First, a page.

Islamic State group 'seeks prisoner swap' with Iraqi government
The Islamic State group (IS, formerly known as ISIS) is trying to make a deal with the Iraqi government that would see the release of hundreds of soldiers, policemen and civil servants, tribal sources in north Mosul have told al-Araby al-Jadeed.
The militants' proposed deal would come in exchange for the release of high-profile IS members recently detained by Iraqi troops.
A well-known sheikh in Mosul told al-Araby that the IS had been holding hundreds in secret prisons for several months.
"The IS stopped killing prisoners days ago, at the same time as leaks came out saying the group was looking to make a prisoner exchange," said the sheikh.
"Around 21 Islamic scholars and clerics are also being held [by the IS] because they refused to swear allegiance to the group and endorse it. Leaders from the Muslim Brotherhood, the Iraqi Islamic Party, and tribal sheikhs are also being held."
The IS group is believed to be holding the detainees in Mosul, Fallujah and Tikrit, and moved some of the more prominent prisoners to Syria a few days ago.
"The information we have says the IS intends to find a way to swap them for its top members held in Iraqi government prisons," said the Mosul sheikh.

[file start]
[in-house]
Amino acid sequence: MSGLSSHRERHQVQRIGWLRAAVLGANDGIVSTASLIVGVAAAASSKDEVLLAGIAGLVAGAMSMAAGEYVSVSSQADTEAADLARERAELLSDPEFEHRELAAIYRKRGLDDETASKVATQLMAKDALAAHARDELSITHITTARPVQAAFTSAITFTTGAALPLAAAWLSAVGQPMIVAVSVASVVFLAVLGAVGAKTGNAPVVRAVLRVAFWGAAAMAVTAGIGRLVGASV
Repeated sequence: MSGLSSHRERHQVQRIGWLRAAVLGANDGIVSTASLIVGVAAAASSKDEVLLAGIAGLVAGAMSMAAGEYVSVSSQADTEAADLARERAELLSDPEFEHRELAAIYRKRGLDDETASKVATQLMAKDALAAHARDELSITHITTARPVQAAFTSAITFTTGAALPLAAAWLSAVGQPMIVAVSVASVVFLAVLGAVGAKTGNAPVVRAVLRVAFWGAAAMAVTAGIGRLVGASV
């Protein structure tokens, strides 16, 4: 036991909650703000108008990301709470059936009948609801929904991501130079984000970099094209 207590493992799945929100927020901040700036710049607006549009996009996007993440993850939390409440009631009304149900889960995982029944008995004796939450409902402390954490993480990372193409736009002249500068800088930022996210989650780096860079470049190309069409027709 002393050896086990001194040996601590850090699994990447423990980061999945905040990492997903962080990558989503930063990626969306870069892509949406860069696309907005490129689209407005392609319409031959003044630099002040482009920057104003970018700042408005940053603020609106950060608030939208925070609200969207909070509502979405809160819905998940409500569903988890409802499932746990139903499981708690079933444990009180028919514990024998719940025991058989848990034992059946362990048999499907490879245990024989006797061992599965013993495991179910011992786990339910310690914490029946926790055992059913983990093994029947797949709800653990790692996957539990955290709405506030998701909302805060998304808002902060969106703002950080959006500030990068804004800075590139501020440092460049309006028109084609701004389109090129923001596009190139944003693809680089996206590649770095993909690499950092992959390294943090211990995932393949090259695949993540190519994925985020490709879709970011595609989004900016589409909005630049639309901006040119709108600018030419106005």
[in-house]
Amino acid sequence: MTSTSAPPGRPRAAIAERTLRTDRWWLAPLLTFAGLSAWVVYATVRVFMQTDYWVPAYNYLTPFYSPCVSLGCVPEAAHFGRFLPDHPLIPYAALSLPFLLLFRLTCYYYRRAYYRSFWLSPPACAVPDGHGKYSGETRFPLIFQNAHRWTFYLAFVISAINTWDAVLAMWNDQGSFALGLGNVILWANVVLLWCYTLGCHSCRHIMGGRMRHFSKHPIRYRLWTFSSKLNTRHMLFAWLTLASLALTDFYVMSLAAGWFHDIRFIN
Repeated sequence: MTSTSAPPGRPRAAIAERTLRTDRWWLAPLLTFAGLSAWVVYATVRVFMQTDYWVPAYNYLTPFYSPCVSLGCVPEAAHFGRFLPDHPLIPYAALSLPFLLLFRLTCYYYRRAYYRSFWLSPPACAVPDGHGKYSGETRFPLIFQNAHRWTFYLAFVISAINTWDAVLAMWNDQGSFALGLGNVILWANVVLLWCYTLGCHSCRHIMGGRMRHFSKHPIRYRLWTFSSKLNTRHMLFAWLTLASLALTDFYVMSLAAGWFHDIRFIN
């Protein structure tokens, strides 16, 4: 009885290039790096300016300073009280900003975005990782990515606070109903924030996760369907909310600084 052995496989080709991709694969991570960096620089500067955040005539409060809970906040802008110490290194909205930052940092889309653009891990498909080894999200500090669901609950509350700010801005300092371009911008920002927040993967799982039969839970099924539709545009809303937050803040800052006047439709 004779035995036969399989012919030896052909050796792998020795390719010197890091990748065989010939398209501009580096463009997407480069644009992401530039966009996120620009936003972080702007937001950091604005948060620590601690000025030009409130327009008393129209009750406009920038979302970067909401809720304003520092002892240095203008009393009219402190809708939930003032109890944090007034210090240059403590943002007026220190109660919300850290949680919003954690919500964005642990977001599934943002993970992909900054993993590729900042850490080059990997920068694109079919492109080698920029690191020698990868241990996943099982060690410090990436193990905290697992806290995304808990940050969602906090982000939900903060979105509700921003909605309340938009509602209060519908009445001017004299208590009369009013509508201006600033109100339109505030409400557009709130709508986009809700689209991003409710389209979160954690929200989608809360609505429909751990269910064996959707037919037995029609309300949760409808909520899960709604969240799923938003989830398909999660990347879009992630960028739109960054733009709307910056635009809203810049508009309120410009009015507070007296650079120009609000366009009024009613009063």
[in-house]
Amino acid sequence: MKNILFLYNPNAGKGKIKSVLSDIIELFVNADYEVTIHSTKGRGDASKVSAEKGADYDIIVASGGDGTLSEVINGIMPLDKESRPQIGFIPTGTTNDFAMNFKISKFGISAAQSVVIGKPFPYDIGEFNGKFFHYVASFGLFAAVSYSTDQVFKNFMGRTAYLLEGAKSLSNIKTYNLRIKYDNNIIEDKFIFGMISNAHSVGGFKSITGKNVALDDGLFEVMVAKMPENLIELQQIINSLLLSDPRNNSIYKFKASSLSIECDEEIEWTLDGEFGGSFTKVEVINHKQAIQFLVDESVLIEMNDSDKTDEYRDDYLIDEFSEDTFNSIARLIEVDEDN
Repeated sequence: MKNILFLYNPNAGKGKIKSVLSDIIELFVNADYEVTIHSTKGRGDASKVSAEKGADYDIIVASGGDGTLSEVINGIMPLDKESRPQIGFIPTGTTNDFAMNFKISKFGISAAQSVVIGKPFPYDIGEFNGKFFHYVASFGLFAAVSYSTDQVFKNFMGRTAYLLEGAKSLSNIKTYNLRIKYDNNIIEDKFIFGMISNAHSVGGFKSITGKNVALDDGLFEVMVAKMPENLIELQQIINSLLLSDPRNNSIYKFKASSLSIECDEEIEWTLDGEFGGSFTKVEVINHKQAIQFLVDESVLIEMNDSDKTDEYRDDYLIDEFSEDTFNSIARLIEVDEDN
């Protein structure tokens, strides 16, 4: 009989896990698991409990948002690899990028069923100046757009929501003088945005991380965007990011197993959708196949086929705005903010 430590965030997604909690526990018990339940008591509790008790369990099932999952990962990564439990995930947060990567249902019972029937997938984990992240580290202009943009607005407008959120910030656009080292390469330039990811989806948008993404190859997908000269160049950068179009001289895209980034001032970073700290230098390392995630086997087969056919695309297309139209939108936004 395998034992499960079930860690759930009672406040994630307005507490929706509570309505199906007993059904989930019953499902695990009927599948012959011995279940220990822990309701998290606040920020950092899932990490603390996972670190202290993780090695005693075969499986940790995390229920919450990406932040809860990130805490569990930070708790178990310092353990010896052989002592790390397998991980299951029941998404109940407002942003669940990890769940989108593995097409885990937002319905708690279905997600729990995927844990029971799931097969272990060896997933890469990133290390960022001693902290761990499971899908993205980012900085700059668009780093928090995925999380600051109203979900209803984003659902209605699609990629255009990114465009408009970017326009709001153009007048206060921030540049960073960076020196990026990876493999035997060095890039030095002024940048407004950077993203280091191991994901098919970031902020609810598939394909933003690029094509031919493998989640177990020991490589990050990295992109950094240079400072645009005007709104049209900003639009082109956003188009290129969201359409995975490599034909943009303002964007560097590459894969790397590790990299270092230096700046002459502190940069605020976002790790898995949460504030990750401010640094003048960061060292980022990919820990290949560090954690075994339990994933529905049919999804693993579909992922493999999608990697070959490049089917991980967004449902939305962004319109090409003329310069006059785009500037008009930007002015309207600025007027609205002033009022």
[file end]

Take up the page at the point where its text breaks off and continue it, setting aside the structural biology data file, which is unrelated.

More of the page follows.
IS in crisis
"The IS' eagerness for this deal, if true, hints that it is going through a major crisis in recruiting new blood to the group, especially leaders, after the international coalition's success in targeting it," said Iraqi political analyst Fouad Ali. Some IS leaders are believed to have been killed in recent airstrikes.
Ali thinks it likely that the IS is trying to copy the exchange of the Maaloula nuns for Nusra Front prisoners in March.
|The IS' eagerness for an exchange hints that it is going through a major crisis in recruiting new blood.
- Fouad Ali, political analyst
On Wednesday, the IS handed out leaflets in Mosul describing how it would continue to thrive and expand.
"The daily spilling of civilian and fighters' blood is a tax for the caliphate," said one, according to Mosul residents.
"Pushing on will eventually lead to everyone recognising the caliphate in Syria and Iraq. You will all soon see everyone flocking to the caliphate to open embassies. You all will see how Islam is dear to the blood that has been split recently," the pamphlet continued.
The IS vowed that "crusaders and apostate Arabs" would be punished by "the soldiers of the caliphate".
It also identified Baghdad-backed militias as its primary enemy. "Killing them is more delicious than killing ten Americans," read the pamphlet. "[They] will be attacked so terrifyingly they will lose their minds before their heads, when they least expect and on their own ground."
Recent IS statements have expanded the scope of its threats to include other countries in the region.
It is thought this might be a sign of bluster in the face of what has been reported as successful attacks carried out on IS by the US-led coalition forces. The airstrikes are believed to have destroyed much of the IS' military and logistical strength.
This is an edited translation from our Arabic edition.